Sherlock surmises that this plane is the intended target of a terrorist attack of which the British government has been made aware. Recalling one of Mycroft’s phone conversations, in which he referred to the Coventry Blitz, Sherlock muses that there have long been rumors that the British government allowed the Nazis to bomb Coventry unimpeded, so as to avoid revealing to the Germans that they had successfully cracked German code. Sherlock concludes that, much like Coventry, the British and American governments plan to let the terrorist attack happen.
When Mycroft’s men bring Holmes to the airport, he learns that he’s correct, except for one detail–the plane has no passengers. It’s full of corpses, so there will be no actual casualties from the attack. This plan was was years in the making, but Sherlock ruined it by allowing Adler to tip Moriarty off. Mycroft berates his brother, and Adler comes in to gloat about how thoroughly she beat Sherlock. Plus she reveals that her whole plan was concocted by Moriarty just to cause trouble for the Holmeses. Adler makes some demands in exchange for her continued assurance that she will not reveal the confidential information in her phone. It seems Holmes has lost, until he reveals that, in spite of what Adler says, he could tell from the physical signs of her body that she had feelings for him. From this he deduces that the password on her phone is S-H-E-R, making the screen read:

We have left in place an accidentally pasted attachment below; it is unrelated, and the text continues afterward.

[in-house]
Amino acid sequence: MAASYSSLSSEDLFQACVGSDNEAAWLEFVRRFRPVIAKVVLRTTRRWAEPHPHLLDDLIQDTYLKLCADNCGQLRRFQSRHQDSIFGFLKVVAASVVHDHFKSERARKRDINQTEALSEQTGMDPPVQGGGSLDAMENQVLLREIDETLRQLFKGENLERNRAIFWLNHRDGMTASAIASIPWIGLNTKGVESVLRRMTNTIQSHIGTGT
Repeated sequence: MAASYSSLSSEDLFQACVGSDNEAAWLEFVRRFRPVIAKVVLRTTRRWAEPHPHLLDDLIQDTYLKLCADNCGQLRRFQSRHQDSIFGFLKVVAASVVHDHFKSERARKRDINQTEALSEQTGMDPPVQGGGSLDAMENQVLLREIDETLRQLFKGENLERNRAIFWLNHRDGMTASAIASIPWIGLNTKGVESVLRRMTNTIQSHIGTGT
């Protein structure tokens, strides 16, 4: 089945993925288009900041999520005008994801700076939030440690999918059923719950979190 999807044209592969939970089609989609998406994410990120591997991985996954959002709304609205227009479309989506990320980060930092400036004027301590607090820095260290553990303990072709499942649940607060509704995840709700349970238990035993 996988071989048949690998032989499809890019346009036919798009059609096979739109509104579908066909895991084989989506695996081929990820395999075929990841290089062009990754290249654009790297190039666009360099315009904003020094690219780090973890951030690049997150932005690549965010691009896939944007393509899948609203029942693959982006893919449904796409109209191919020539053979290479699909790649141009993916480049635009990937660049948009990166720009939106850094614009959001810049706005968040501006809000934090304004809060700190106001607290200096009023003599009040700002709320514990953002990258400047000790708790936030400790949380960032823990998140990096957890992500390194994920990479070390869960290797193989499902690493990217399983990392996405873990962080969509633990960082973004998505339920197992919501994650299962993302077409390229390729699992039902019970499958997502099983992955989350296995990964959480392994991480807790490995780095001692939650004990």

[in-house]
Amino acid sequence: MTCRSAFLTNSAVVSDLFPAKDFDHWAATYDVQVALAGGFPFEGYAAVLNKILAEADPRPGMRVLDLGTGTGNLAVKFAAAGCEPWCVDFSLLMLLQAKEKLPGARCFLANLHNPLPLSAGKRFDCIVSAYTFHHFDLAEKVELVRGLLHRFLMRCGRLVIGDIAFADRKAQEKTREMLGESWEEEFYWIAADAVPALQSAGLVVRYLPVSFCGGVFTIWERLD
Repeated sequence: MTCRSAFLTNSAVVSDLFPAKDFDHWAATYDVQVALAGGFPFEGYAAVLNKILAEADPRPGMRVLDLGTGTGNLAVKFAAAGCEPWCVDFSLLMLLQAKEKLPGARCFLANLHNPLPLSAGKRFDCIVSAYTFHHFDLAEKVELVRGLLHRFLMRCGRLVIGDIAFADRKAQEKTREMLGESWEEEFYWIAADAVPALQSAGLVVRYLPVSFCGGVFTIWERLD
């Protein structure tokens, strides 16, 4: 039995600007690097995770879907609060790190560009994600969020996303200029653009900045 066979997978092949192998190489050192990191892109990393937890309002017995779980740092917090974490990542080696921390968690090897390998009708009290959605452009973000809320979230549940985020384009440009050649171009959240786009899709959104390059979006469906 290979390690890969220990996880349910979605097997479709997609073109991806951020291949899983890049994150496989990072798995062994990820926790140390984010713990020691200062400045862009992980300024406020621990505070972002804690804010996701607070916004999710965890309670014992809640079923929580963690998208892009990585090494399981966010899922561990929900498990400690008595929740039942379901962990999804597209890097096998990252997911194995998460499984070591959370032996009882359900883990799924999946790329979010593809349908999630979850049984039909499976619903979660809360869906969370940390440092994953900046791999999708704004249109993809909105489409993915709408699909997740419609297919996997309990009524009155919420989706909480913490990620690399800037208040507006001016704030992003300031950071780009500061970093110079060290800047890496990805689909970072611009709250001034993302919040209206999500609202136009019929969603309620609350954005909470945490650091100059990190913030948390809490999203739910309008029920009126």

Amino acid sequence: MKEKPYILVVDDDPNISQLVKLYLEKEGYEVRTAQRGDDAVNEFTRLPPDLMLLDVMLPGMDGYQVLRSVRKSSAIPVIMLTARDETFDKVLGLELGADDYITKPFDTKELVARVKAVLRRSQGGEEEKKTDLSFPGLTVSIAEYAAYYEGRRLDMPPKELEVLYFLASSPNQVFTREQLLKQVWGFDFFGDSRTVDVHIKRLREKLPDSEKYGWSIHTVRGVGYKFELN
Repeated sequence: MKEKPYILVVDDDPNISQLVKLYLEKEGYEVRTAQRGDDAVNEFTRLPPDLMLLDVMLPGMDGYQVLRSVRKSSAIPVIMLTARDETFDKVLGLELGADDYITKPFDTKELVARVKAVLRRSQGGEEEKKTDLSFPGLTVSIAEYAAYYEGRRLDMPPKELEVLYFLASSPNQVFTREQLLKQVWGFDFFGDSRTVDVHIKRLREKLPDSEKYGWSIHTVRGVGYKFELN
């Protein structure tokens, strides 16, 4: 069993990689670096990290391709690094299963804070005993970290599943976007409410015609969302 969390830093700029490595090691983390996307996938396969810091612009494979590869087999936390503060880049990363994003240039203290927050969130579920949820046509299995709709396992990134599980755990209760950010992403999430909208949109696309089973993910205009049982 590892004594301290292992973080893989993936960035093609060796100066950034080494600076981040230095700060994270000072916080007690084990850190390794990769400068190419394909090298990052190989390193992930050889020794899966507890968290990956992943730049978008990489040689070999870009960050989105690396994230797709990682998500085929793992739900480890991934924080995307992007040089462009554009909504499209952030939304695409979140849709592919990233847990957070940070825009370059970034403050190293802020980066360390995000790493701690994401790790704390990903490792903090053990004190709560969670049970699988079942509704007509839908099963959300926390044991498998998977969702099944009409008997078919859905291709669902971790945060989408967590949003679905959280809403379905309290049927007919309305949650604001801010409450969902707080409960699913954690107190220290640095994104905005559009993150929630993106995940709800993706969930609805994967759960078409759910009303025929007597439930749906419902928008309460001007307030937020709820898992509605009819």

I AM / S-H-E-R / LOCKED. Get it?
This gives him access to the material in her phone, removing her leverage, giving the government no reason to protect her, and making it likely that she will be killed by her enemies very soon.